On 13 August, DFS Deutsche Flugsicherung GmbH introduced an additional, shortened route for the MODRU departure route in westerly weather conditions at Düsseldorf Airport. DFS is thus implementing an EU directive which will increasingly require the implementation of surface navigation procedures at major European airports in the coming years. The experts of the Lufthansa Group are responsible for the development and design of the new route. Their aim was not only to implement the EU directive but also to reduce kerosene consumption and the associated emissions with the new route. The planning was carried out in close cooperation with the Noise Abatement Commission and the representatives of the communities living at the airport.

What is new?

In contrast to previous departure procedures, which were based on technical ground facilities, the new procedures are based exclusively on satellite-based navigation technology. The use of digital technology also allows the ideal line to be maintained more precisely. In addition, the procedures allow flexible flight route design, for example to save fuel and to positively influence the distribution of aircraft noise.

Who is behind it?

The key to success is the cross-departmental and cross-company teamwork in the Lufthansa Group: The 'Group ATM Development' team headed by Michael Hopp (FRA AO/FS) has been working for several years now together with Deutsche Flugsicherung (DFS) on the introduction of new RNP1 departure routes for Frankfurt, Munich, Düsseldorf and Berlin as part of the SESAR implementation project 'RNP Based Departure Operations'. Eurowings, which has the largest share of aircraft movements in Düsseldorf, is also represented in the Air Traffic Management of the Lufthansa Group.

"On the basis of the experience we have gained during our cooperation with Deutsche Flugsicherung in developing departure routes for Frankfurt and Munich, we were able to establish a new process for a joint approach that incorporates the aircraft noise expertise of the Lufthansa Group", explains project manager Michael Hopp. "We were able to apply this process when renewing the departure routes to the MODRU waypoint in the west of Düsseldorf, thus contributing to sustainability in air traffic". For example, the new procedure shortens the flight path by about 2.7 km, which avoids the emission of about 40 tons of fuel or 120 tons of CO2 every year.

How was the new flight path developed?

Valentin Reinhardt, Senior Expert Aircraft Noise, FRA AO/FS, has developed several route variants with a shortened flight path, which were converted into an official route design by DFS. The team from the EffFlug project - Efficiency Improvement in Flight Operations with a Focus on Aircraft Noise - evaluated the aircraft noise effects of these variants. In an iteration, the noise effects of the variants were balanced and improved for the affected communities.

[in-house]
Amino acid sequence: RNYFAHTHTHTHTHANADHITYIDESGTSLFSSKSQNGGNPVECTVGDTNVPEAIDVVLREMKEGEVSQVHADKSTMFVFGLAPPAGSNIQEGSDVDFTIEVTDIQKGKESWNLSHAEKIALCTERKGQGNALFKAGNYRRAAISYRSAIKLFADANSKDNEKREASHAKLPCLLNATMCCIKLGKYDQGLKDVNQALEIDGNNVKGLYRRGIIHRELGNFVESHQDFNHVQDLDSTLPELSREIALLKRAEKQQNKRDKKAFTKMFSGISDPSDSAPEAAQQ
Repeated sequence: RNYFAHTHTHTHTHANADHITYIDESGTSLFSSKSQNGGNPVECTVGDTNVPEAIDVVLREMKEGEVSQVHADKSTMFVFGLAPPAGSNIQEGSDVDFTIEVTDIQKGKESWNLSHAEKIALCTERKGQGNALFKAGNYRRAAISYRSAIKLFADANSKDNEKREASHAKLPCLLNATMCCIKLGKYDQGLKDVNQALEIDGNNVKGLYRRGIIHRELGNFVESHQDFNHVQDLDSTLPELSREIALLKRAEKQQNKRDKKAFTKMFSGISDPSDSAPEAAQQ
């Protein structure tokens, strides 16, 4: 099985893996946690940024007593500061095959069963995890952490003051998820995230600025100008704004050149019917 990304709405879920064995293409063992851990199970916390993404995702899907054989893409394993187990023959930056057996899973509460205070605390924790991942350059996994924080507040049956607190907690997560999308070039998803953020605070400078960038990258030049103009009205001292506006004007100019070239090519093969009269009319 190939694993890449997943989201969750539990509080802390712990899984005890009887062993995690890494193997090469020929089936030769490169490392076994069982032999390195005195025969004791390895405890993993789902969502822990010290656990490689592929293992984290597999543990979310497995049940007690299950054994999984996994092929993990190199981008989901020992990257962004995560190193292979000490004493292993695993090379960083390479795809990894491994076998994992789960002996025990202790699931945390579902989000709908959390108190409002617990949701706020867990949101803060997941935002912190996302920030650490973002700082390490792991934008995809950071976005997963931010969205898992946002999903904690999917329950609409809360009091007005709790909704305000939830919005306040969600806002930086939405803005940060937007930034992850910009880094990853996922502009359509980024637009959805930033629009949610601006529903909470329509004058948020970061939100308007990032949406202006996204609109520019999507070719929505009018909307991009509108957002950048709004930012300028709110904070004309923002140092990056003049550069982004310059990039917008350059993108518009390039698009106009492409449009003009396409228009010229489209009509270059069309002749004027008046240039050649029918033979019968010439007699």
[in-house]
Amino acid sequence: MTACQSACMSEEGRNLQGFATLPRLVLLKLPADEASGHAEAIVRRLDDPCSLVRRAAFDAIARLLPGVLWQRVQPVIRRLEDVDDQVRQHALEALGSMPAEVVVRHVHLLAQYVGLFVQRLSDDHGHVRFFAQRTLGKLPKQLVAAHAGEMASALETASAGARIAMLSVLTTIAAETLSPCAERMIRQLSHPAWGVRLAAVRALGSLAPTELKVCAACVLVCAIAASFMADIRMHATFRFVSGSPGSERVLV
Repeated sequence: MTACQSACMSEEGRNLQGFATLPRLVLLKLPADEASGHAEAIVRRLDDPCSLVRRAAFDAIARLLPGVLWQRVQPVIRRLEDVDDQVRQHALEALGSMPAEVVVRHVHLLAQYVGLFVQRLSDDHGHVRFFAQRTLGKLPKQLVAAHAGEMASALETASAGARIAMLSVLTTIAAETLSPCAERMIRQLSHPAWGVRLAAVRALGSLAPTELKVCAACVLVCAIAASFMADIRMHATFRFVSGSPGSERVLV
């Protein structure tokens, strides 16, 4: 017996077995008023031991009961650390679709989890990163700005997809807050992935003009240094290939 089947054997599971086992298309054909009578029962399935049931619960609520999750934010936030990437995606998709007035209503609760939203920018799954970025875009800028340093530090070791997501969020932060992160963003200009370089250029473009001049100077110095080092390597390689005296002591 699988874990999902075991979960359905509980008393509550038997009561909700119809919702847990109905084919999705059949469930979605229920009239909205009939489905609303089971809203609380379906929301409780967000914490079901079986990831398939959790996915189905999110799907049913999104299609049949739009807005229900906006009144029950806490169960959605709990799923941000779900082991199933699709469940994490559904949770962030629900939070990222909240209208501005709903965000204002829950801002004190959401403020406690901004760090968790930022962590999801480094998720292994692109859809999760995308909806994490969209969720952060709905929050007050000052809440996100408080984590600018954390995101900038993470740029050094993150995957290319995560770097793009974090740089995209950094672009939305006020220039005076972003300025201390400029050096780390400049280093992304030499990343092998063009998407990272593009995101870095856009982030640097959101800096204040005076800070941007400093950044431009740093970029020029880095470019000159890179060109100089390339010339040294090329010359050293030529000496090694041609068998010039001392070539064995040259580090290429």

"If you change the departure routes, the distribution of aircraft noise changes - this requires acceptance by the population," explains Gerd Saueressig, Project Manager EffFlug and aircraft noise expert of the Lufthansa Group, FRA CO/R. The involvement of bodies such as the Aircraft Noise Abatement Commission and citizen representatives is therefore crucial. The method for noise evaluation of flight procedures developed by the EffFlug project with representatives from industry and science made a central contribution to the successful introduction of the departure route to the MODRU waypoint in Düsseldorf.

Marc Hasenbein, ATC coordinator of Eurowings, was in constant dialogue with the citizens' representatives. "The work and the exchange with the citizens' representatives of the cities and communities concerned was intensive. The subject of aircraft noise is never popular. However, through transparency and openness we were able to reach a good compromise together". At council meetings and panel discussions, Hasenbein explained the interrelationships of the effects and answered numerous questions. On this basis, the municipalities finally agreed on a variant. In November 2019, the Aircraft Noise Abatement Commission issued a positive decision.

Implementation in practice

To ensure that the new flight procedure can be used regularly in practice, a working group was set up within the framework of the Working Group on Optimised Flying (platform of DFS and German airlines for the systematic further development of airspace structures in Germany) with air traffic controllers from DFS in the tower and lower airspace Düsseldorf, who were thus involved in the development of variants at an early stage. The variants must enable air traffic controllers to safely and systematically separate aircraft on arriving and departing traffic in their daily operations. Before the new route was introduced on 13 August, the obligatory four-hour shift in the Eurowings flight simulator was used to check the variants for safe flightability.

The Düsseldorf success could set a precedent: In future initiatives for the introduction of new flight routes that have an impact on aircraft noise, the joint approach will serve as a blueprint for ensuring further sustainability contributions through the commitment of the Lufthansa Group. Intensive work on a new departure route for Stuttgart is already being carried out in the proven team set-up.